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BATAVIA – Illinois House Speaker Michael Madigan was blamed for all of the state's problems at Thursday’s League of Women Voters of Central Kane County candidate forum in the Batavia City Council chambers.
State Rep. Dan Ugaste, R-Geneva, laid most of the state’s ills at the feet of the powerful Chicago Democrat, charging that the longtime speaker is a one-man roadblock to political reform.
Ugaste is being challenged in his bid for reelection by Democratic nominee Martha Paschke of Geneva, a political activist and founding member of the Kane-Kendall chapter of Moms Demand Action for Gun Sense in America.
The two candidates generally hewed to traditional Republican and Democratic positions, respectively, when taking questions from the League’s Susan Russo of Batavia.
For example, Paschke expressed support for the proposed Fair Tax Amendment that will appear on the Nov. 3 election ballot, while Ugaste is opposed.
“We know that our current tax structure hurts the poor and the middle class,” Paschke said.
Ugaste used Madigan as a punching bag and sought to tie Paschke with the House speaker.
“My opponent is going to bring about the status quo. Because whether she will admit to it or not, she is supported fully by the speaker,” Ugaste said. “Her campaign is funded by the speaker and those who work with him.”
Paschke ignored Ugaste’s charge concerning Madigan, but quickly refuted another.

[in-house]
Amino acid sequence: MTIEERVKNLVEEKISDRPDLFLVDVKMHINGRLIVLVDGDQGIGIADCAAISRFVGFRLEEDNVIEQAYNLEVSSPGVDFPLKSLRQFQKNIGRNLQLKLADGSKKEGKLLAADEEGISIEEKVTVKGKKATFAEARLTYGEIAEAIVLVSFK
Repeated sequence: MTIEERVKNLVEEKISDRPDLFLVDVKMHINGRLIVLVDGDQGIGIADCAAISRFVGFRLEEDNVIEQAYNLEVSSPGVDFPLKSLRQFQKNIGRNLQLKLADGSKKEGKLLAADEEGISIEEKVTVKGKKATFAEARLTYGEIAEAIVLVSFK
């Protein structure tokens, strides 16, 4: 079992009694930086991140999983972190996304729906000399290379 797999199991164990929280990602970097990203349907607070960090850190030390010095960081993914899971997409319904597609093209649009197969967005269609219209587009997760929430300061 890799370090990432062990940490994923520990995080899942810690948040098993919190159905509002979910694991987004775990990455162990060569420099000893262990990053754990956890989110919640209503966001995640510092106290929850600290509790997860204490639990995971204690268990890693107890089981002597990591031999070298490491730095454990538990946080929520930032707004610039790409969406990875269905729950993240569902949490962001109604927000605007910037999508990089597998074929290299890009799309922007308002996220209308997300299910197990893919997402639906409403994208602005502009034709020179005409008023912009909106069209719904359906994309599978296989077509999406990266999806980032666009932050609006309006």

“Despite what my opponent says, I am not in favor of taxing retirement income,” Paschke said, responding to what is standard GOP argument against the Fair Tax Amendment.
But Ugaste would not let go of Madigan as the cause of the state’s problems.
“There is an obstacle to a lot of this that’s in Springfield. Nothing moves through the House of Representatives unless the speaker approves of it,” Ugaste said.
“Until we get a change of leadership in Springfield and the speaker is no longer controlling every bill that comes through, nothing’s going to happen any different and it’s fantasy to believe otherwise,” Ugaste said.
Paschke focused on social issues, and said the legislature needs to address racial profiling and police violence, with police body cameras, better police training and citizen review boards.
“We need to be holding police accountable and not giving them free reign to murder people,” Paschke said.
On the issue of affordable housing, Paschke said the state needs to better enforce its requirement that 10% of the housing in a community be classified as affordable.
Ugaste said he supports affordable housing but does not believe that further measures need to be taken.
Paschke and Ugaste said they support legislative ethics reform in the state.
“Everybody knows that trust has been broken in Illinois by politicians for way too long,” Paschke said.
Lawmakers should not be allowed to become lobbyists until they are out of office for at least three to five years, Paschke said, adding that pensions should be taken away from government officials who are charged with felonies.
Ugaste said he would settle for a two-year minimum before lawmakers may become lobbyists, once again targeting Madigan as the reason no ethics legislation has moved forward.
“There has been one person holding their foot on ethics reform in Illinois for 10 years,” Ugaste said.
The two candidates did find agreement on the question of creating an independent commission to draw legislative boundaries.
Paschke is an intake coordinator with a St. Charles mental health clinic and previously taught social studies in the Yorkville, Geneva and St. Charles school districts.
The 65th District takes in a small portion of Batavia’s northwest side, extending north all the way into Huntley in McHenry County.
In between, the district covers large parts of the west sides of Geneva, St. Charles, South Elgin and Elgin, as well as rural areas and villages to the northwest.